Mining Publication: Job Autonomy and Safety Climate: Examining Associations in the Mining Industry

Original creation date: December 2018

Authors: E Haas, M Ryan, C Hoebbel

Peer Reviewed Journal Article - April 2019

NIOSHTIC2 Number: 20054603

Prof Saf 2018 Dec; 63(12):30-34

Perceptions of safety climate pertain to an organization’s prioritization of safety relative to other concerns, such as productivity or quality control (Naveh, Katz-Navon & Stern, 2011; Zohar, 2000). Relating to what organizations may prioritize, safety climate also entails the kind of behaviors that are expected, supported and rewarded (Schneider, 1990). Characteristics of safety climate can impact workers’ own safety values, which, in turn, influence their behaviors (Naveh, et al., 2011).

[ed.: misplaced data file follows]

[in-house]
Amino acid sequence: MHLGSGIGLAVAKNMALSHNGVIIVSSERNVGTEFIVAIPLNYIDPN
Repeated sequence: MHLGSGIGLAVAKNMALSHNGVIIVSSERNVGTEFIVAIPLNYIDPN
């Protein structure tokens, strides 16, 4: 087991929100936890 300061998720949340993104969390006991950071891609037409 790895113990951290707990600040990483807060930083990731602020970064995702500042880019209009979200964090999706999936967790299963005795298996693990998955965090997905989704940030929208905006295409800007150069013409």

Further, a positive safety climate has been linked to less burnout and fewer errors, near-hits and incidents that result in lost time from work (Christian, Bradley, Wallace, et al., 2009; Nahr-gang, Morgesun & Hofmann, 2011). In this sense, not only has safety climate been identified as a potential leading indicator of incident occurrence, but also evidence exists that a positive safety climate might strengthen the impact of job factors (e.g., job autonomy, supervisor support, coworker support) on workers’ proactive behavior (Bronkhorst, 2015), although these factors are not well understood (Parker, Axtell & Turner, 2001).

To that end, this article examines what role job autonomy, in particular, may have in forming workers’ perceptions and subsequent OSH performance on the job. The authors begin by defining autonomy in the workplace to provide a consistent platform for studying the term.

First page of Job Autonomy & Safety Climate: Examining Associations in the Mining Industry
Peer Reviewed Journal Article - April 2019

NIOSHTIC2 Number: 20054603

Prof Saf 2018 Dec; 63(12):30-34


Page last reviewed: 6/25/2019 Page last updated: 6/25/2019